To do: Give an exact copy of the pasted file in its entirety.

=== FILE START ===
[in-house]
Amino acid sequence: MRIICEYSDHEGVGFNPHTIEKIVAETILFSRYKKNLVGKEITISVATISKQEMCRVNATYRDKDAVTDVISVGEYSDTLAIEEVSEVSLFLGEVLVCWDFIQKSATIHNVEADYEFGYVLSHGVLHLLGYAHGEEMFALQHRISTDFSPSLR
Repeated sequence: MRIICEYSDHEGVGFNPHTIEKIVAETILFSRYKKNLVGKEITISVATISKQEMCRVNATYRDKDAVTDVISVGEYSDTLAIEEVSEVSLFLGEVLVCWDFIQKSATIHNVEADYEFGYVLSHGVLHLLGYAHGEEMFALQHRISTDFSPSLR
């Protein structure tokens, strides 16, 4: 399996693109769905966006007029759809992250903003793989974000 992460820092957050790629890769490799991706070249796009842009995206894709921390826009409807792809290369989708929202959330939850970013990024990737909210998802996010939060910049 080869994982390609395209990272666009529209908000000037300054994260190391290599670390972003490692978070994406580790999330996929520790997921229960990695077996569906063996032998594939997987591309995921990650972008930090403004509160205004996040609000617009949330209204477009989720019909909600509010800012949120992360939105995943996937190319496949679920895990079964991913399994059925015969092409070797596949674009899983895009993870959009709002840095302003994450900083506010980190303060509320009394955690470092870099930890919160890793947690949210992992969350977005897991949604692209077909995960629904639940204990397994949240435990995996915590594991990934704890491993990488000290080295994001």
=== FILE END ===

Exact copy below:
[in-house]
Amino acid sequence: MRIICEYSDHEGVGFNPHTIEKIVAETILFSRYKKNLVGKEITISVATISKQEMCRVNATYRDKDAVTDVISVGEYSDTLAIEEVSEVSLFLGEVLVCWDFIQKSATIHNVEADYEFGYVLSHGVLHLLGYAHGEEMFALQHRISTDFSPSLR
Repeated sequence: MRIICEYSDHEGVGFNPHTIEKIVAETILFSRYKKNLVGKEITISVATISKQEMCRVNATYRDKDAVTDVISVGEYSDTLAIEEVSEVSLFLGEVLVCWDFIQKSATIHNVEADYEFGYVLSHGVLHLLGYAHGEEMFALQHRISTDFSPSLR
């Protein structure tokens, strides 16, 4: 399996693109769905966006007029759809992250903003793989974000 992460820092957050790629890769490799991706070249796009842009995206894709921390826009409807792809290369989708929202959330939850970013990024990737909210998802996010939060910049 080869994982390609395209990272666009529209908000000037300054994260190391290599670390972003490692978070994406580790999330996929520790997921229960990695077996569906063996032998594939997987591309995921990650972008930090403004509160205004996040609000617009949330209204477009989720019909909600509010800012949120992360939105995943996937190319496949679920895990079964991913399994059925015969092409070797596949674009899983895009993870959009709002840095302003994450900083506010980190303060509320009394955690470092870099930890919160890793947690949210992992969350977005897991949604692209077909995960629904639940204990397994949240435990995996915590594991990934704890491993990488000290080295994001």